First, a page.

Erb’s Palsy is a form of nerve damage sometimes encountered in the Maryland medical system. It is most often caused by birth trauma, especially over-extension of the neck of an infant during the process of delivery. Although it may heal in many cases, especially with intense therapy and parental effort, there is the possibility that such a palsy may have life-long, deleterious effects.
The brachial plexus is a system of nerves that connects the arms and shoulders to the spinal cord. These nerves control all movement and sensation in these limbs. Erb’s Palsy occurs when something damages these nerves, usually extreme traction on the neck. This can occur during birth, and about one to two of every 1,000 babies will experience this birth injury.
The term “palsy” means “weakness,” and damage to the brachial plexus leads to weakness and a lack of muscle development in the affected arm. Erb’s Palsy refers to cases when the upper nerves are primarily affected. This can mean an infant’s shoulder is immobilized while he or she can still freely move the fingers. Cases where both the upper and the lower nerves have been damaged tend to lead to a more severe type of palsy known as “global.”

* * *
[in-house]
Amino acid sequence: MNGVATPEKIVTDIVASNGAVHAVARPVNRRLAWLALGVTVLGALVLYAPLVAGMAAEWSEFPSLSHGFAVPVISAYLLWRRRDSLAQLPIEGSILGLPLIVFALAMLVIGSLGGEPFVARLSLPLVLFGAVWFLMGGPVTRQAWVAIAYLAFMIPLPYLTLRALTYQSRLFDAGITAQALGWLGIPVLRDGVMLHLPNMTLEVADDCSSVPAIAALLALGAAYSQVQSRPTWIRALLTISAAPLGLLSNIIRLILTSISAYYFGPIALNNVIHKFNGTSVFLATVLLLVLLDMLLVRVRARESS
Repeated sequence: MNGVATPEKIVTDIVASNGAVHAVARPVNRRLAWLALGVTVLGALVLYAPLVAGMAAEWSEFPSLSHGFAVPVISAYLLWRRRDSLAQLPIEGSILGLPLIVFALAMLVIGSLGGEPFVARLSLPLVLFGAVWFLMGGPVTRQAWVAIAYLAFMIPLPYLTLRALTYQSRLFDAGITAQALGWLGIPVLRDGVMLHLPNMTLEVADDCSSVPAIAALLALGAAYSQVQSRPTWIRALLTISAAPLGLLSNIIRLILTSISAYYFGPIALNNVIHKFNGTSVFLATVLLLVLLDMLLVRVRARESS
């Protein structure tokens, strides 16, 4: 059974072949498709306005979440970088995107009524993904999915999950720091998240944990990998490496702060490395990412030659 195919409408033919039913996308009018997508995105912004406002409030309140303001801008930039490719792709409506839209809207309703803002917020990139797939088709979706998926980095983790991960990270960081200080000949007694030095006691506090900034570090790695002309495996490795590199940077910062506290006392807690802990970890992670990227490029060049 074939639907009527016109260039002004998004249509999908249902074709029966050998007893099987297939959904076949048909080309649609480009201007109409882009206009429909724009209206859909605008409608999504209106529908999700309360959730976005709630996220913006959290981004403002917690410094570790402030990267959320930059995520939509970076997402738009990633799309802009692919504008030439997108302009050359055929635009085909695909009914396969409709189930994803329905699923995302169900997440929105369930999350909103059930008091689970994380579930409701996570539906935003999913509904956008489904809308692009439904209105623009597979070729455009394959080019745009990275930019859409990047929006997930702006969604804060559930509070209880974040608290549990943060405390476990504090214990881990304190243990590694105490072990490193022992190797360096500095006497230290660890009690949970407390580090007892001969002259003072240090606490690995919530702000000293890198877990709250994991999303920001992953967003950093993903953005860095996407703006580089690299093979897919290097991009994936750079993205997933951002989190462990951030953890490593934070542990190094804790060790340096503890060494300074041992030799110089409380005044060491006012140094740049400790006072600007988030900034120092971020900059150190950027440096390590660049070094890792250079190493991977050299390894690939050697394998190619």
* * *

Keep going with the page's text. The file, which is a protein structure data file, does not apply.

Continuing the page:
Birth injuries are some of the most calamitous events that can befall a family. The medical necessities that come with birth injuries can be extremely time-consuming and expensive, and it is not uncommon for there to be permanent debility for the child. If there is a reason to suspect that a medical error or malpractice caused a birth injury, it might be beneficial to consult with a lawyer and attempt to file a lawsuit demanding compensation. No information in this article should be construed as specific legal advice.
Source: Ortho Info, “Erb’s Palsy (Brachial Plexus Birth Palsy)“, November 11, 2014